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Susan Wong
ASU Student Journalist

It takes a lot to host a cross country meet during a pandemic

November 21, 2020 by Susan Wong, Arizona State University

PCDS freshmen boys La Quay Jerkins and Frank Kaplan running with a pack at the AIA Sectionals at Rose Mofford Park on Nov. 5. (Susan Wong/AZPreps365)

Susan Wong is an ASU Cronkite School of Journalism student assigned to cover Phoenix Country Day School for

Ever wonder what it takes to host a cross country meet, especially in the middle of a global pandemic?

Last month, on Oct. 31, Phoenix Country Day School hosted the Bob Kosower Invitational, a meet that is named after their associate athletic director. Kosower has worked at the school for 42 years and according to coach Camilo Tafur, there are quite a few things named after Kosower.  

“He's such a big part of the school, he's the most cheerful, friendly, engaging person,” Tafur said.

Because of the pandemic, AIA meets were being canceled left and right, so the coaching staff decided they would host a home meet at their Paradise Valley campus to make up for the shortened racing season. Planning for the Bob Kosower Invite began in early October, and organizers knew they wanted it to be a smaller meet with only five teams and no spectators. Each team would be limited to 20 athletes (10 boys and 10 girls). 

Athletic director Shane Lewis sent out an email to the schools and the ones that wanted to participate basically confirmed that they would be there by paying a fee, according to Tafur.

Logistically, Tafur said they spent less than $1,000. All they needed were some flags, cones and a stopwatch timer. All they had to do to set up the meet was post it on, which is a national third-party site that also has algorithms to calculate rankings, results and other information for cross country and track teams.

Finalized 5k course map from the Bob Kosower Invite. (Courtesy of Coach Camilo Tafur)

The most difficult part of planning the meet was getting the course down. He mentioned that they went through at least five iterations of the course because of little things constantly happening on campus. 

“They shut down the lower fields to overseed it, and that was going to be like a big part of the core so we had to change that and then it was going too far down the canals, we had to change that,” Tafur said. “But, in the end it worked out pretty good.”

The meet was originally supposed to include a 5k and a 3k, but due to low turnout and because no one wanted to run the 3k, they ended up having two 5k’s. Tafur said he expected 50 boys and 50 girls, but only 26 boys and 14 girls showed up to the meet, which made it more manageable.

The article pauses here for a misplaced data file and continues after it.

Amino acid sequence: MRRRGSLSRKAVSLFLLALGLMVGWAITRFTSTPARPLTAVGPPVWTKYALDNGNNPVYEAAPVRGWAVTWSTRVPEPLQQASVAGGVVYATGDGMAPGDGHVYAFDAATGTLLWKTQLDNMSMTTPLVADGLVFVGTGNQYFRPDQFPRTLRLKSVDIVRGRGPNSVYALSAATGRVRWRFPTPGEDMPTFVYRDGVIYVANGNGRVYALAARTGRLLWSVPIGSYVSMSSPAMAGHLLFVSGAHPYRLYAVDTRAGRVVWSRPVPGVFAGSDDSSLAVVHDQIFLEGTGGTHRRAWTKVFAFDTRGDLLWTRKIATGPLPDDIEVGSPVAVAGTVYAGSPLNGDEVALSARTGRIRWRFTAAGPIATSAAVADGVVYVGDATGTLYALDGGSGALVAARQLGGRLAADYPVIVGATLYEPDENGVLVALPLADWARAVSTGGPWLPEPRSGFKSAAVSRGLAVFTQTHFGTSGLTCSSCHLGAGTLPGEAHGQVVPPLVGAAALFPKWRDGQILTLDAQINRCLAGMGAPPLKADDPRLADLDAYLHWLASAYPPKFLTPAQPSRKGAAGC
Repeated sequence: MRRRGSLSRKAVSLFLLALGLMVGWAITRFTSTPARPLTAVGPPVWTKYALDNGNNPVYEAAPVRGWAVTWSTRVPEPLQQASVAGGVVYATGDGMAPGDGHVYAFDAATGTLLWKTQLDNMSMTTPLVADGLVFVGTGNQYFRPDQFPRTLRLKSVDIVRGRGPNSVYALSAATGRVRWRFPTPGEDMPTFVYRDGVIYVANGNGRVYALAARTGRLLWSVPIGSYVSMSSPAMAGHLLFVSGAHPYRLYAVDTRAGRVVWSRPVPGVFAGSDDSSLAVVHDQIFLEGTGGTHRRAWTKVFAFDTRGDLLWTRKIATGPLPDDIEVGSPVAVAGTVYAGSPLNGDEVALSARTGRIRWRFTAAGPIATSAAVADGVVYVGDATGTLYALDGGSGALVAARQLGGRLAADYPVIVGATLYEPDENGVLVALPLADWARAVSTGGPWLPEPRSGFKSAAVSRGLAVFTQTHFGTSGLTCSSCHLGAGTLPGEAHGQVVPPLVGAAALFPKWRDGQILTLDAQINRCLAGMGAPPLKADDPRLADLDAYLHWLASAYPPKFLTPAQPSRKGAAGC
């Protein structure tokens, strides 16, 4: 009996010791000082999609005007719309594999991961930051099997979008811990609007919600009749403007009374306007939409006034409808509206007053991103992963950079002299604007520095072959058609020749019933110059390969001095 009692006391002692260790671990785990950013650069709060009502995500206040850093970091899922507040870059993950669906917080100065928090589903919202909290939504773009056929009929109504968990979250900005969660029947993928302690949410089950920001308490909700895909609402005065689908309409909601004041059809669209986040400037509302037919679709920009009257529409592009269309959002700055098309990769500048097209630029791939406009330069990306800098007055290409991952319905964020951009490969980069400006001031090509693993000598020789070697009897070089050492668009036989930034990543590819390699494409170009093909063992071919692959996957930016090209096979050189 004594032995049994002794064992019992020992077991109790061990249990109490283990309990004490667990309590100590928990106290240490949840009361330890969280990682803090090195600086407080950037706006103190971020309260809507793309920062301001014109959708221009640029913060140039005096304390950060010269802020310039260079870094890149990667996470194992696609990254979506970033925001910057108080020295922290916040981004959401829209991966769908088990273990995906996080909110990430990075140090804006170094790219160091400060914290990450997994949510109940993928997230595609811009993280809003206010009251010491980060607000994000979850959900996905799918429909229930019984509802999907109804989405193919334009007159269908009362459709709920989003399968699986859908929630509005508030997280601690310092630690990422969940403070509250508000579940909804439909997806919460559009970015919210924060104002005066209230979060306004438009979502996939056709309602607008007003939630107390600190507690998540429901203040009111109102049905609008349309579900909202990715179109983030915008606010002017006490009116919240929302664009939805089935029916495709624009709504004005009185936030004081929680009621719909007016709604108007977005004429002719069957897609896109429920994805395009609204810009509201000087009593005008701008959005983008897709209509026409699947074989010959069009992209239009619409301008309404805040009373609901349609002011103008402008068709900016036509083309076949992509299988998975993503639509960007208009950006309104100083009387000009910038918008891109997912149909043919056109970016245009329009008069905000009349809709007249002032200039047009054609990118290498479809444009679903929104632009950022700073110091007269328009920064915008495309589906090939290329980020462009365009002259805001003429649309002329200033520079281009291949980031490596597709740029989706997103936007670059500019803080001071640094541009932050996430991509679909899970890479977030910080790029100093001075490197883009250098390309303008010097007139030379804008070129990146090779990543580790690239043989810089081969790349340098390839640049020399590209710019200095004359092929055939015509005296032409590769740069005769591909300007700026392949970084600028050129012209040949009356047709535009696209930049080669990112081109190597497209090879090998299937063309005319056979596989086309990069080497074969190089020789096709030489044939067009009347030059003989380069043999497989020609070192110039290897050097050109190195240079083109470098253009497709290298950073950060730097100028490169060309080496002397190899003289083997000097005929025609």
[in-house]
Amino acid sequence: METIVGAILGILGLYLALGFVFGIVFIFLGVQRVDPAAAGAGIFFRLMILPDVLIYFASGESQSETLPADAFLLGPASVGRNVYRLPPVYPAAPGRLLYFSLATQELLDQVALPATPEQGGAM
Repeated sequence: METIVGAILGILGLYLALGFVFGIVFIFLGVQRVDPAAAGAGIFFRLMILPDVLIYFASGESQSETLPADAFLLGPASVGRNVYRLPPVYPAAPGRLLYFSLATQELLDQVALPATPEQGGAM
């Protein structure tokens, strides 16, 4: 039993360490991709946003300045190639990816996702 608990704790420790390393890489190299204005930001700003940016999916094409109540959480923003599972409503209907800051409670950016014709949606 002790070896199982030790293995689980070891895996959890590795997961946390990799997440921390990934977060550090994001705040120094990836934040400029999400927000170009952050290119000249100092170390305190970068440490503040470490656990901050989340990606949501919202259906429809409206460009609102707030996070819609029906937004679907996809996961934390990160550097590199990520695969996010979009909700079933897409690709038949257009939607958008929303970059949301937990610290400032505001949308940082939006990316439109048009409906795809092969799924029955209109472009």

The afternoon before the meet, Tafur and assistant coach Greg Hull spent a lot of time putting up flags and drawing arrows on the ground on the course, trying to get most of it done before Saturday. 

On the day of the meet, Tafur and Hull arrived at sunrise to finish setting things up to hopefully make sure people wouldn’t get lost. Then, the athletes started showing up and Tafur said the athletes were really good about social distancing and wearing their masks. The girls race started at 9 a.m. and the boys race started at 10.

As for timing the runners, Tafur said they used the “notecard system,” as the athletes passed through the finish line, they were handed a notecard with a number, their place, on it. The athlete or their coach would then put a label with their name on the notecard and return it back to Tafur and the staff. 

As each runner finished, someone would click the stopwatch and it would print a time on the strip of paper. Then, those notecards would be matched to the times from the stopwatch printer. Since these were hand times, “It wasn't perfect, but it sure was close,” Tafur said. 

Having the meet at home was definitely an advantage for the PCDS athletes since they were familiar with the area and many ended up achieving personal bests. But, since each cross country course is unique, comparing times from different meets is “kind of irrelevant,” according to Tafur.

“On the canal, there's like a half-mile stretch, but there’s a very short turn and then it goes into a really rocky path, so I think just knowing what to expect footing wise, is probably good,” PCDS freshman Kimi Cahoon said. “Just so I know how to manage my speed without hurting myself in the rocks.”

PCDS wrapped up their season Nov. 13 at the AIA Division IV Cross Country State Championships at Cross Roads Park. The girls team finished seventh overall with a team score of 145, Cahoon came in fourth with a time of 20:14.6. Sophomore Ella Brenes finished 26th with a time of 21:55 and senior Claire Linos followed in 30th place with a time of 22:08.8. On the boys’ side, PCDS only had one runner, senior Ben Kreisberger who finished in 64th with a time of 20:01.3.